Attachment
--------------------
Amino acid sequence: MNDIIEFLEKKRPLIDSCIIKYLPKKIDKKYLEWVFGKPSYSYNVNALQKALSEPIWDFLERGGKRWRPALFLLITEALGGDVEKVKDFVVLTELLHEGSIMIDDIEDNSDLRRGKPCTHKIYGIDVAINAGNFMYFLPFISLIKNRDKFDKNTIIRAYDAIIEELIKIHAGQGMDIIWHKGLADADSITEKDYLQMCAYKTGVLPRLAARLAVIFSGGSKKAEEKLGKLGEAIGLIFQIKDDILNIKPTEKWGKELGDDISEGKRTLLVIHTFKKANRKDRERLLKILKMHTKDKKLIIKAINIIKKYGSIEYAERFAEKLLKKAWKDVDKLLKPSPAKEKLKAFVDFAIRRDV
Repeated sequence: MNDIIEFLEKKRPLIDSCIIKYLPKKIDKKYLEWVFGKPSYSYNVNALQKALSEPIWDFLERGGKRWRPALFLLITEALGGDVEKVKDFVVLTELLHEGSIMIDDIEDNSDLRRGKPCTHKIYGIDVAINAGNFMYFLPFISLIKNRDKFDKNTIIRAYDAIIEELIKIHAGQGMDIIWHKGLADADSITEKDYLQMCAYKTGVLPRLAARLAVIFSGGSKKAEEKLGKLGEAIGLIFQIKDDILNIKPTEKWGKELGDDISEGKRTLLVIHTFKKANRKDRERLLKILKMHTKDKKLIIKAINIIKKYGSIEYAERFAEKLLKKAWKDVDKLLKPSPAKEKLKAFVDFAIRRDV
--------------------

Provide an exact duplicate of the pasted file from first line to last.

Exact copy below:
Amino acid sequence: MNDIIEFLEKKRPLIDSCIIKYLPKKIDKKYLEWVFGKPSYSYNVNALQKALSEPIWDFLERGGKRWRPALFLLITEALGGDVEKVKDFVVLTELLHEGSIMIDDIEDNSDLRRGKPCTHKIYGIDVAINAGNFMYFLPFISLIKNRDKFDKNTIIRAYDAIIEELIKIHAGQGMDIIWHKGLADADSITEKDYLQMCAYKTGVLPRLAARLAVIFSGGSKKAEEKLGKLGEAIGLIFQIKDDILNIKPTEKWGKELGDDISEGKRTLLVIHTFKKANRKDRERLLKILKMHTKDKKLIIKAINIIKKYGSIEYAERFAEKLLKKAWKDVDKLLKPSPAKEKLKAFVDFAIRRDV
Repeated sequence: MNDIIEFLEKKRPLIDSCIIKYLPKKIDKKYLEWVFGKPSYSYNVNALQKALSEPIWDFLERGGKRWRPALFLLITEALGGDVEKVKDFVVLTELLHEGSIMIDDIEDNSDLRRGKPCTHKIYGIDVAINAGNFMYFLPFISLIKNRDKFDKNTIIRAYDAIIEELIKIHAGQGMDIIWHKGLADADSITEKDYLQMCAYKTGVLPRLAARLAVIFSGGSKKAEEKLGKLGEAIGLIFQIKDDILNIKPTEKWGKELGDDISEGKRTLLVIHTFKKANRKDRERLLKILKMHTKDKKLIIKAINIIKKYGSIEYAERFAEKLLKKAWKDVDKLLKPSPAKEKLKAFVDFAIRRDV